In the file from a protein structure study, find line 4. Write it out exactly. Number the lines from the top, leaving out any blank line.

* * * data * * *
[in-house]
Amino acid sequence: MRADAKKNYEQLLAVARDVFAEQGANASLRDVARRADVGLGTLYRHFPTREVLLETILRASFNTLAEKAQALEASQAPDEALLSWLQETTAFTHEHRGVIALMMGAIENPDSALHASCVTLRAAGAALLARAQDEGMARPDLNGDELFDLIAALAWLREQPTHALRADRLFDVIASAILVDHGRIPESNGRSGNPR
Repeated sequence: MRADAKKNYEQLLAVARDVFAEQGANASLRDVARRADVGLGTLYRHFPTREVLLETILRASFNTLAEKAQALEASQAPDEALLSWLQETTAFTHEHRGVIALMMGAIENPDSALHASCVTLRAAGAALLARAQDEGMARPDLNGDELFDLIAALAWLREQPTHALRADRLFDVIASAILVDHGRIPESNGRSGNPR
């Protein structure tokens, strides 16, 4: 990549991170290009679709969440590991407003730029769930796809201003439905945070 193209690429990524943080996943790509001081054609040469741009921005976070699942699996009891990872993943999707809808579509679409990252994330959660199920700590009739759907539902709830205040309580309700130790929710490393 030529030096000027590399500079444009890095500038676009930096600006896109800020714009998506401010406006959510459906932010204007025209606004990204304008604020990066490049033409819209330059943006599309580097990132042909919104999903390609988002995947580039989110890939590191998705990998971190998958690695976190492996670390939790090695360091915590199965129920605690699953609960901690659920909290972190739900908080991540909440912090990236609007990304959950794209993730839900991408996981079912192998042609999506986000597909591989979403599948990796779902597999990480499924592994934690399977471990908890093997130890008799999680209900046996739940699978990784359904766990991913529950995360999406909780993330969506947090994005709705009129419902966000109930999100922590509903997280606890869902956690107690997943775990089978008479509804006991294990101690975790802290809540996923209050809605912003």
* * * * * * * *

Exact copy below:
């Protein structure tokens, strides 16, 4: 990549991170290009679709969440590991407003730029769930796809201003439905945070 193209690429990524943080996943790509001081054609040469741009921005976070699942699996009891990872993943999707809808579509679409990252994330959660199920700590009739759907539902709830205040309580309700130790929710490393 030529030096000027590399500079444009890095500038676009930096600006896109800020714009998506401010406006959510459906932010204007025209606004990204304008604020990066490049033409819209330059943006599309580097990132042909919104999903390609988002995947580039989110890939590191998705990998971190998958690695976190492996670390939790090695360091915590199965129920605690699953609960901690659920909290972190739900908080991540909440912090990236609007990304959950794209993730839900991408996981079912192998042609999506986000597909591989979403599948990796779902597999990480499924592994934690399977471990908890093997130890008799999680209900046996739940699978990784359904766990991913529950995360999406909780993330969506947090994005709705009129419902966000109930999100922590509903997280606890869902956690107690997943775990089978008479509804006991294990101690975790802290809540996923209050809605912003």